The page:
Primers used for PCR amplification were made using the sequence of the wild-type algG gene and were specific to the 5′ and 3′ ends of the gene. The 1.6 kb PCR product was first cloned into the vector pET-28(b). The algG4 allele was subsequently subcloned into pMF54, the parent vector of pMF55, to produce pSJ209. The algG4 allele of FRD462 was cloned by PCR amplifying the gene directly from DNA in an overnight culture of FRD462 diluted 1:10 in saline, and 5 µl was used as the template in a 100 µl PCR. The primers used for amplifying the gene were designed using the published algG sequence. The 5′ primer included an XbaI site, the ribosomal binding site of algG and the start codon of the gene (5′-CGA TCT AGA AGG AAA CCG GAC ATG CCC GAC ATT TCC CTT-3′). The 3′ primer contained a XhoI site downstream of the 3′ end of the algG gene (5′-GCT CTC GAG GTC CTG GAG TTC GGC CTG GCT TTC CAC GGG-3′). Amplification was performed using Pfu polymerase to give a product of 1.6 kb. This was cloned into the XbaI–XhoI sites of pET-28(b) (Novagen) to give the plasmid pSJ206. The fragment was later subcloned into the XbaI–XhoI sites of the Pseudomonas expression vector pMF54 (Franklin et al., 1994).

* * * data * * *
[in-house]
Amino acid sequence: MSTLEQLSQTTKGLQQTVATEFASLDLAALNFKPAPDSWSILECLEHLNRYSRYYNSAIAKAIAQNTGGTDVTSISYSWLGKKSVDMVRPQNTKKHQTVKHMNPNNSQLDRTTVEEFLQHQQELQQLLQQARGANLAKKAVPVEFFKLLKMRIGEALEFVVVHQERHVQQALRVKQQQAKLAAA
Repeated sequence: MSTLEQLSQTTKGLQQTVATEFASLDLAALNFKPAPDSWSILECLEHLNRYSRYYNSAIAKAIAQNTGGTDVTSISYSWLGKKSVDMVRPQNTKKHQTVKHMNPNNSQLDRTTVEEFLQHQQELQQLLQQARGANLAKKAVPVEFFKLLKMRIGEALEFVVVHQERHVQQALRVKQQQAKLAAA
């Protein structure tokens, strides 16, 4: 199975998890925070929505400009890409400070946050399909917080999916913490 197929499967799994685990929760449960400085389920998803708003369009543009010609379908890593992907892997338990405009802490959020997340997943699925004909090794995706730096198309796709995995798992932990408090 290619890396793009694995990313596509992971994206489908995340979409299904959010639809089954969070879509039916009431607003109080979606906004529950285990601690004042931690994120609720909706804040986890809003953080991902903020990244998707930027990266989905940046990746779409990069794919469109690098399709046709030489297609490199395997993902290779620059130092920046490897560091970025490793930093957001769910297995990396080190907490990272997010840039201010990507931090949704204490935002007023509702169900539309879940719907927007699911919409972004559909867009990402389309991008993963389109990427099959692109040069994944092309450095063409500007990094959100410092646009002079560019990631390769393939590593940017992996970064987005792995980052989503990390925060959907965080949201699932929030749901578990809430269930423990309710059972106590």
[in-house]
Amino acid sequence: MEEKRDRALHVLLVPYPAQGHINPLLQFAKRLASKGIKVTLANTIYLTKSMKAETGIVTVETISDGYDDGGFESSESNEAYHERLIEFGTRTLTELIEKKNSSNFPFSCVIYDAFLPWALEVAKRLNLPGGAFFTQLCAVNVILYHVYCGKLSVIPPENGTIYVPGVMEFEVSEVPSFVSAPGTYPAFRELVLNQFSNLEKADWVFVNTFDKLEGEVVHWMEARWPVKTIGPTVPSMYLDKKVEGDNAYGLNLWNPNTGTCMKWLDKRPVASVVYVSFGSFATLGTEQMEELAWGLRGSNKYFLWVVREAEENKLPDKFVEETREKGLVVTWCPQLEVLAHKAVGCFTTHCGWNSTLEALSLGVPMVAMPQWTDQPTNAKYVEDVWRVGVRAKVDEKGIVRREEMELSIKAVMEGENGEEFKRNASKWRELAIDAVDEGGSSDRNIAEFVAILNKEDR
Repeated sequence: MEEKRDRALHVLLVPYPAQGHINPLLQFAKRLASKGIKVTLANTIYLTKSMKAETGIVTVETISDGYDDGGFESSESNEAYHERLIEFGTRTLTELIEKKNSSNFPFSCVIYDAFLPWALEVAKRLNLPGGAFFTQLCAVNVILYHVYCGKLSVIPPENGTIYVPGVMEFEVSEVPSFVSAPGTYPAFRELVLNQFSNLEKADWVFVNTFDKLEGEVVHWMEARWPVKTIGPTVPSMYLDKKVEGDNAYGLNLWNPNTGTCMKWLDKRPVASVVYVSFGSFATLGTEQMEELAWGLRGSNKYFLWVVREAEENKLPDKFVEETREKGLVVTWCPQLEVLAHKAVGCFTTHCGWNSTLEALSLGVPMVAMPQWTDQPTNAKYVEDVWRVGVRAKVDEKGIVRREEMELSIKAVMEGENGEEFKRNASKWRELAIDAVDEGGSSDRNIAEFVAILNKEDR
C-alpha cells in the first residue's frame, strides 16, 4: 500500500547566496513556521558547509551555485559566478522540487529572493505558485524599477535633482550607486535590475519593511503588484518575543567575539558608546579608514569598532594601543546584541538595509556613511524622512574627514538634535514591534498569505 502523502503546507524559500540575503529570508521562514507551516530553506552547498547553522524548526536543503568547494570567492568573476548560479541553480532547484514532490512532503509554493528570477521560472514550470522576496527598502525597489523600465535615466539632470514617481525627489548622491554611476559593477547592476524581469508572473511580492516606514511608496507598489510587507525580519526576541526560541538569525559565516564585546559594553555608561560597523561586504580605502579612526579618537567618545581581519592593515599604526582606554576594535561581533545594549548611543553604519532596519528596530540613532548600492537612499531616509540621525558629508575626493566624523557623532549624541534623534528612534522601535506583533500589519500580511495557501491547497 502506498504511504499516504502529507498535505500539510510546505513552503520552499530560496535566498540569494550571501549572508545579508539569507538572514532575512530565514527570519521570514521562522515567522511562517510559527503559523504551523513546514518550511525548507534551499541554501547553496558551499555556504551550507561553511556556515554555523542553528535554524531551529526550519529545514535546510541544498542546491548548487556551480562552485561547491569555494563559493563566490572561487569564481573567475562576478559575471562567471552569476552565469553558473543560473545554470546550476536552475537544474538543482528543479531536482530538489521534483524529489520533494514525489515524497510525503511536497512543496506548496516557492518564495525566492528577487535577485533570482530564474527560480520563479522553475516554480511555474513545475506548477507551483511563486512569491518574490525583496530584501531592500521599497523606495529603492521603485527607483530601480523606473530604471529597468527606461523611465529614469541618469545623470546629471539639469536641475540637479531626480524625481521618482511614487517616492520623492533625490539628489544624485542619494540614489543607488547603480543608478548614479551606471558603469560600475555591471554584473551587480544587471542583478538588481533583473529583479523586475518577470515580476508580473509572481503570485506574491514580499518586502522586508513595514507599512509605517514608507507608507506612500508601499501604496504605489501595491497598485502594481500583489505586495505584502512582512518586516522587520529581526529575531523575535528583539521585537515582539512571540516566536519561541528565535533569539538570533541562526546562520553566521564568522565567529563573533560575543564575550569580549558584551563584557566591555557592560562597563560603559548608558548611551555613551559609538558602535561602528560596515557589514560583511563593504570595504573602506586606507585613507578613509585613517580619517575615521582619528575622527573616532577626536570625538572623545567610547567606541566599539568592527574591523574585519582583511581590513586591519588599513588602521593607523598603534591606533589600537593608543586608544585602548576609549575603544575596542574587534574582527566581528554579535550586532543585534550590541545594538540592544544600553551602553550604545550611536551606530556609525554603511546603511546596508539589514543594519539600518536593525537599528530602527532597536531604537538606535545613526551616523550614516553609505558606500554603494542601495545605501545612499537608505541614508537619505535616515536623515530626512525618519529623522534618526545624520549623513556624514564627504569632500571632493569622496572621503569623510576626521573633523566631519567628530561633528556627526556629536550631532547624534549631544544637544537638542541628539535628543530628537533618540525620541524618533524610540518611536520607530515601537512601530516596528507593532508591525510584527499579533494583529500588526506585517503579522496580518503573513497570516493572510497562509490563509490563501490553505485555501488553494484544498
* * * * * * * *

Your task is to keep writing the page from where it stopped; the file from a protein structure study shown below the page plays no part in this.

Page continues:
Uronic acid assay
Pseudomonas aeruginosa cultures to be tested for uronic acid secretion were grown for 20 h at 37°C in 10 ml of MAP medium. The cells were removed by centrifugation at 9000 r.p.m. for 1 h. For equilibrium dialysis, supernatants were placed in dialysis tubing (Spectra/Por membrane, MWCO 10 000 or 1000, 1.8 ml cm −1 ) and dialysed against an equal volume of 10 mM Tris-HCl, pH 7.6, at 4°C for 16 h. The two fractions corresponding to the dialysed (inside the tubing) and dialysate (outside the tubing) were then tested for uronic acid content by the method of Knutson and Jeanes (1968 ). Briefly, 30 µl of the sample was treated with 1.0 ml of borate–sulphuric acid reagent (0.1 M borate in concentrated sulphuric acid) to hydrolyse the polymers, if present. Next, the sample was mixed with 30 µl of carbazole reagent (0.1% in ethanol) and heated to 55°C for 30 min. The absorbance was determined at 530 nm using a spectrophotometer. Uronic acid concentrations were determined from a standard curve using Macrocystis pyrifera alginate (Sigma).